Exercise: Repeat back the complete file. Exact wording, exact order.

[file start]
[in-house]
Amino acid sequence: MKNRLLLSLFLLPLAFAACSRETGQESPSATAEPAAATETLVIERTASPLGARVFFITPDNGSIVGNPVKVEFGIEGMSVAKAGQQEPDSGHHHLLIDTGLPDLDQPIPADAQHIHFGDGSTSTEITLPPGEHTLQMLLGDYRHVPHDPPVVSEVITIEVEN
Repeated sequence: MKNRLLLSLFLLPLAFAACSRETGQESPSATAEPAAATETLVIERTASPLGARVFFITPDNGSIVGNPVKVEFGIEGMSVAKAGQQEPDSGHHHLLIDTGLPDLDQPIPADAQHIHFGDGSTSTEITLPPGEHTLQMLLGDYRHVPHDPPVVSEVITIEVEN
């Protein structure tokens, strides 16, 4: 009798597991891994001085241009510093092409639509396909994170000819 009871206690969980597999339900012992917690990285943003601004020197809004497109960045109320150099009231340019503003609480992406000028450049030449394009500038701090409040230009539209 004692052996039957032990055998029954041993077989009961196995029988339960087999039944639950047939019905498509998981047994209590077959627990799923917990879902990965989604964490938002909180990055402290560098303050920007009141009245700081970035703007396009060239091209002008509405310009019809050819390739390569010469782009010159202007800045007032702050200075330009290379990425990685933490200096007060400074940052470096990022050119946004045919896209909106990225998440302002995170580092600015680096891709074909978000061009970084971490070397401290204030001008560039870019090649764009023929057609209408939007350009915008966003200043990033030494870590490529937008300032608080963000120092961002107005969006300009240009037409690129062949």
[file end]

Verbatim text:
[in-house]
Amino acid sequence: MKNRLLLSLFLLPLAFAACSRETGQESPSATAEPAAATETLVIERTASPLGARVFFITPDNGSIVGNPVKVEFGIEGMSVAKAGQQEPDSGHHHLLIDTGLPDLDQPIPADAQHIHFGDGSTSTEITLPPGEHTLQMLLGDYRHVPHDPPVVSEVITIEVEN
Repeated sequence: MKNRLLLSLFLLPLAFAACSRETGQESPSATAEPAAATETLVIERTASPLGARVFFITPDNGSIVGNPVKVEFGIEGMSVAKAGQQEPDSGHHHLLIDTGLPDLDQPIPADAQHIHFGDGSTSTEITLPPGEHTLQMLLGDYRHVPHDPPVVSEVITIEVEN
């Protein structure tokens, strides 16, 4: 009798597991891994001085241009510093092409639509396909994170000819 009871206690969980597999339900012992917690990285943003601004020197809004497109960045109320150099009231340019503003609480992406000028450049030449394009500038701090409040230009539209 004692052996039957032990055998029954041993077989009961196995029988339960087999039944639950047939019905498509998981047994209590077959627990799923917990879902990965989604964490938002909180990055402290560098303050920007009141009245700081970035703007396009060239091209002008509405310009019809050819390739390569010469782009010159202007800045007032702050200075330009290379990425990685933490200096007060400074940052470096990022050119946004045919896209909106990225998440302002995170580092600015680096891709074909978000061009970084971490070397401290204030001008560039870019090649764009023929057609209408939007350009915008966003200043990033030494870590490529937008300032608080963000120092961002107005969006300009240009037409690129062949």